Last month’s blog was based on a most interesting conversation with the widely-read unionist commentator Alex Kane, in which he estimated that there were now 150,000 ‘soft’ unionists who were persuadable of the merits of Irish unity,and that he expected to see this outcome in his lifetime (he is 61).
This month I am going to cast a cold eye on this surprising thesis and ask about Kane’s evidence for it. In an Irish Times article three weeks after that conversation, he wisely omitted any figures and the ‘unity in my lifetime’ comment.But he repeated that in a post-Brexit Border Poll, Remain-voting unionists “may conclude that a bigger broader union embracing Ireland and the European Union is preferable to a smaller, narrower union of the UK out on its own.” He said “the next five years will represent the biggest challenge to the union in my lifetime.”¹
So what is the evidence for the 150,000 unionists who may now be ‘soft’ on the idea of a united Ireland? The first thing I should say is that in nearly 40 years of living in and regularly travelling to the North, I have never met a single unionist who has told me s/he has changed her/his mind and is now in favour of unity. And as a Dublin-resident, northern-born Protestant (and proud Irish citizen), I regularly put that question to unionist friends and relatives.
I put it again to three moderate, thoughtful unionist friends in recent weeks. Trevor Ringland, Belfast solicitor, former international rugby player and worker for cross-community reconciliation, was unperturbed by the Brexit vote. He continues to believes that the present post-Belfast Agreement political structures,with some minor changes, are “probably the solution to the ‘Irish Question’ for the foreseeable future and perhaps forever. We should focus on building relationships in Northern Ireland and across this island and these islands, essentially uniting people first and foremost even if constitutionally we remain apart.”
David Campbell, farmer, Ulster Unionist Party grandee and David Trimble’s chief of staff in the talks which led to the Belfast Agreement, is equally unworried. For his community, Irish unity is “not on our radar screen at all. I don’t know a single unionist, including those who voted to remain in the EU, who would remotely consider a united Ireland.” He believes that if there was another Northern Assembly election (as opposed to a British general election) in the near future, there would be “a massive vote for the DUP to keep Sinn Fein out, and this would probably impact again negatively on the Ulster Unionists.”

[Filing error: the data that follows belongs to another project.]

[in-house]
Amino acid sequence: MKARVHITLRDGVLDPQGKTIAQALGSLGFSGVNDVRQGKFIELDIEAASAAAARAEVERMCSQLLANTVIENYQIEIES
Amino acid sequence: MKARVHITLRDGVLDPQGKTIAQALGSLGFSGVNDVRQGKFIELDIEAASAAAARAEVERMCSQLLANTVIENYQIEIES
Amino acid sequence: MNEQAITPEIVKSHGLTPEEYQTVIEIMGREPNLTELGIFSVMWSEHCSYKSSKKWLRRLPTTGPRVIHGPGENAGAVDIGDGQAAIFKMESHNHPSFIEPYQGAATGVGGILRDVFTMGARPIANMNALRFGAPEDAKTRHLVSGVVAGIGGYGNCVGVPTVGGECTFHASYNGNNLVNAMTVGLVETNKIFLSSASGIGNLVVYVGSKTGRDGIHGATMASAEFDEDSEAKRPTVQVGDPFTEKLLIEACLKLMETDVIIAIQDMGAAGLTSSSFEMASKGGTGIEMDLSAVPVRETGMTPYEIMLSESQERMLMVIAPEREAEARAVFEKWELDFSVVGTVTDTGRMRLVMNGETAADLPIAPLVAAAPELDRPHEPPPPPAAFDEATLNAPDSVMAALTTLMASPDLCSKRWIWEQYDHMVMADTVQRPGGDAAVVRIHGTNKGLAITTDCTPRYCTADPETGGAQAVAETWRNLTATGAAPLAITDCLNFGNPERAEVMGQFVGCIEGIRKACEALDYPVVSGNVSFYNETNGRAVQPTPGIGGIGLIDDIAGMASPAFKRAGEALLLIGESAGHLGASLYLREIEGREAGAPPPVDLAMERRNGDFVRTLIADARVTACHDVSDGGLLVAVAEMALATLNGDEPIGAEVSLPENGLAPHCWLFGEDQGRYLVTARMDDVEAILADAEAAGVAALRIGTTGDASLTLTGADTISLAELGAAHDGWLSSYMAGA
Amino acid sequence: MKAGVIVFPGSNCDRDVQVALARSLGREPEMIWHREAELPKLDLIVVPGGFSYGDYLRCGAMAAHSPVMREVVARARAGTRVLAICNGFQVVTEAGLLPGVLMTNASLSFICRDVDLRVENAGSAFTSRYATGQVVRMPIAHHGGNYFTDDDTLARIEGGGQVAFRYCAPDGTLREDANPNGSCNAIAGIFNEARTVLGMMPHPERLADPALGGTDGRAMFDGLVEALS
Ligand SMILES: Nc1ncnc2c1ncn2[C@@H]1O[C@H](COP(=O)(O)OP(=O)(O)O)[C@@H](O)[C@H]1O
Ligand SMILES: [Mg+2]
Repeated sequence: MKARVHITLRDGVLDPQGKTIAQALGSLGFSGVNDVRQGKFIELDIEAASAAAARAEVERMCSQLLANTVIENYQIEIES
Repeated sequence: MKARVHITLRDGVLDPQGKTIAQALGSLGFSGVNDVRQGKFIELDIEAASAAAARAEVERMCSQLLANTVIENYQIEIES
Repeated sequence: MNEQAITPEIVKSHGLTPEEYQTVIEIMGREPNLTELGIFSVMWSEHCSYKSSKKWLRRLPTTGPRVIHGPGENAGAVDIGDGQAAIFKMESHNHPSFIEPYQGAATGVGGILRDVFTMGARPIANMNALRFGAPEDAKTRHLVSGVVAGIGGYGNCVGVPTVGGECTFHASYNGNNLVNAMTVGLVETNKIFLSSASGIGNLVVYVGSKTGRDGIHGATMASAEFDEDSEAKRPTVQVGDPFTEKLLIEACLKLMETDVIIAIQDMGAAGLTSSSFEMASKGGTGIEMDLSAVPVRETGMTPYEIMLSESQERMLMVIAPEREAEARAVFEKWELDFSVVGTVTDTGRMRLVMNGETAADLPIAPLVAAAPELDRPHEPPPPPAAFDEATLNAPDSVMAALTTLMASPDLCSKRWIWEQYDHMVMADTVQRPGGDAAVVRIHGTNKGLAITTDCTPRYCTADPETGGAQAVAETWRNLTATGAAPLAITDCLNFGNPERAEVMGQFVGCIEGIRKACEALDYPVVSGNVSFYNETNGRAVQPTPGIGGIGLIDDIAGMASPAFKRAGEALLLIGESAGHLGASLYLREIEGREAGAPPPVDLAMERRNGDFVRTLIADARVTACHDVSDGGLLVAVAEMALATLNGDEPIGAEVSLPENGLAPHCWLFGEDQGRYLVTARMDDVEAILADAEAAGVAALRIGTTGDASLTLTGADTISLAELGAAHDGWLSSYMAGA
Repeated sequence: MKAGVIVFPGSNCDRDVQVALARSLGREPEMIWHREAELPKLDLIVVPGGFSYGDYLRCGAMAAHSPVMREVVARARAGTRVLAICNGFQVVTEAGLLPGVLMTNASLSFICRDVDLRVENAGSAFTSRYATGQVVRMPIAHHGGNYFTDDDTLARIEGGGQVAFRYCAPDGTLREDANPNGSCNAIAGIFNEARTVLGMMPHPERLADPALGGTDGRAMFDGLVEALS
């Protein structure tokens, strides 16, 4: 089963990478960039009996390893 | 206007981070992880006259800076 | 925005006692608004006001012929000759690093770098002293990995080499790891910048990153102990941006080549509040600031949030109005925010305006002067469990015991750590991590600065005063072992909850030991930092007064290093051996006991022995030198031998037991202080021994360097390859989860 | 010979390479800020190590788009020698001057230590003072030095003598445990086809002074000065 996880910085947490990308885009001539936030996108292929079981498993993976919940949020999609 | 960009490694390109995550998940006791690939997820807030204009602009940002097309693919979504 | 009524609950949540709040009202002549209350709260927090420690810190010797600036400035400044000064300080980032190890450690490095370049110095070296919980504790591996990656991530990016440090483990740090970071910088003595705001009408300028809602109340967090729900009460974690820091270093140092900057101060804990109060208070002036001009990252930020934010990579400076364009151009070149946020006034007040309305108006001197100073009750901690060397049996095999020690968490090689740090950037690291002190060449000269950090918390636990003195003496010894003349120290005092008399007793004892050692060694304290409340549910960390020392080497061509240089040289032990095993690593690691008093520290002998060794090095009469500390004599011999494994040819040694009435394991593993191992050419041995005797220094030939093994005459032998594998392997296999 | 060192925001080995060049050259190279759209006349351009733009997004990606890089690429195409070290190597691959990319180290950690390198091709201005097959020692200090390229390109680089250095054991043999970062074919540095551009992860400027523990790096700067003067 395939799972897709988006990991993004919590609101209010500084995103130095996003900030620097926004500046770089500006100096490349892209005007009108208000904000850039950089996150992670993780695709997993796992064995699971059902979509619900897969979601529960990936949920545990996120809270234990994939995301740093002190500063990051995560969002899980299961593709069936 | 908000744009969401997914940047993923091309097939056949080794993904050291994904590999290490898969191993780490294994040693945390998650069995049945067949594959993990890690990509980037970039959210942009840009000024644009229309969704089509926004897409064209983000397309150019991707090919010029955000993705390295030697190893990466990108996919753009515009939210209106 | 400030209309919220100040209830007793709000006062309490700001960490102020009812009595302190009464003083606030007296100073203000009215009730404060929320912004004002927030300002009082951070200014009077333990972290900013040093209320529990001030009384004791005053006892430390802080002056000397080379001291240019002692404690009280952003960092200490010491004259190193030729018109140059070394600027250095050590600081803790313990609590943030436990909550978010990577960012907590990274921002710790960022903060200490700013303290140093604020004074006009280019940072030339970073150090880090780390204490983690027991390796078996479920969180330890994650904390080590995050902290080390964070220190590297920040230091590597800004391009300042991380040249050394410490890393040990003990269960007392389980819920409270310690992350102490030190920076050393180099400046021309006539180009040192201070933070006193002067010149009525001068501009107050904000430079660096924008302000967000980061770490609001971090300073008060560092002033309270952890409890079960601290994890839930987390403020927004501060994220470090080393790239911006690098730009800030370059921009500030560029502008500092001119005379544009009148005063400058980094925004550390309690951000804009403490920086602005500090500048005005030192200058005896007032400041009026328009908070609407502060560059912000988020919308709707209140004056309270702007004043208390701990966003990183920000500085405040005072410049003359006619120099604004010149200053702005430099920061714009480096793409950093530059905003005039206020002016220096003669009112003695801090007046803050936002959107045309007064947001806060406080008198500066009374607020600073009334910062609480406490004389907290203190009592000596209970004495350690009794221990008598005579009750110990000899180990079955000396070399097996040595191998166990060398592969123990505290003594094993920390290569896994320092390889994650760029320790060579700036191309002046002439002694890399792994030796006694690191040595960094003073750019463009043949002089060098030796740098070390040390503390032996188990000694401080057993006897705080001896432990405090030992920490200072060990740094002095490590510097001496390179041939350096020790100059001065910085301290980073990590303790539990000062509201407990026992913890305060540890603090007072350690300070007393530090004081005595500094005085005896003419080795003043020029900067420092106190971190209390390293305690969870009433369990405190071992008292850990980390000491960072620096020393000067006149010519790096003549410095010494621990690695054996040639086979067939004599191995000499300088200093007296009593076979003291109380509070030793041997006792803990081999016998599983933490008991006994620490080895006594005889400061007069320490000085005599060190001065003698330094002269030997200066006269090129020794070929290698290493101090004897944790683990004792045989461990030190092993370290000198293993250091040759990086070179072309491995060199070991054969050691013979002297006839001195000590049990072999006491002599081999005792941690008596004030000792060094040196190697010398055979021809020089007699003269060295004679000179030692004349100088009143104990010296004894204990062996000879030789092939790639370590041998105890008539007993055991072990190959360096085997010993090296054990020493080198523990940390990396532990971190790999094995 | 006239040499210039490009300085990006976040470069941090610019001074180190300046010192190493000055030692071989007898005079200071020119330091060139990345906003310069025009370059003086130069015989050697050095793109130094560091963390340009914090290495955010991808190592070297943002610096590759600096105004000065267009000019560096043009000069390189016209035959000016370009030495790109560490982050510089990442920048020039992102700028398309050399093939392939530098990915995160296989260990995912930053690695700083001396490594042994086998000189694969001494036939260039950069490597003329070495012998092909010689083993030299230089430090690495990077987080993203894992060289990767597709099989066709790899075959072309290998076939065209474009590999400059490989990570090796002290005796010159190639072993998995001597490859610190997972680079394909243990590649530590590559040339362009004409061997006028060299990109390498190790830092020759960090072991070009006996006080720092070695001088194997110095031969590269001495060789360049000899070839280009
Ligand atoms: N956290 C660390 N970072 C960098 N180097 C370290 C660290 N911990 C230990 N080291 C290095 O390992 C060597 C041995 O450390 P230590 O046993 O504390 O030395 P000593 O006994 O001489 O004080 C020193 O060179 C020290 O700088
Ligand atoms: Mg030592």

Among the younger generation, Brian John Spencer, a 29 year old artist and video maker (who calls himself an Irish unionist and recently travelled through Ireland’s 32 counties in 32 days, doing a painting in each one), has a softer view. He thinks Irish unity might become more attractive to some unionists if its principal spokesman was not Gerry Adams. “He’s the worst front man a united Ireland could have. He conjurs up ancestral fear and loathing among Protestant unionists that is similar to Cromwell for Catholic nationalists. If the political leader making the argument was a balanced, cosmopolitan figure like Michael McDowell (who has said there is an “under appreciation” of the Orange tradition in Ireland) – or Leo Varadkar or Micheál Martin – the kind of middle-class, rugby-playing people I went to school with might find it more acceptable.”
I agree completely that Gerry Adams is a major blockage to persuading unionists of the merits of unity. He is somebody – unlike Martin McGuinness, I would suggest – who is utterly uninterested in reconciliation within Northern Ireland as a necessary precursor to all-Ireland reconciliation and unity. What motivates Adams is the realpolitik of demographic arithmetic, the persuasion of just enough Northern Protestants to join the growing Catholic nationalist population to vote for unity in a Border Poll, thus pushing the result over the fateful 50% mark in order to trigger the British government’s Belfast Agreement pledge to move towards unity. And damn the consequent unionist backlash.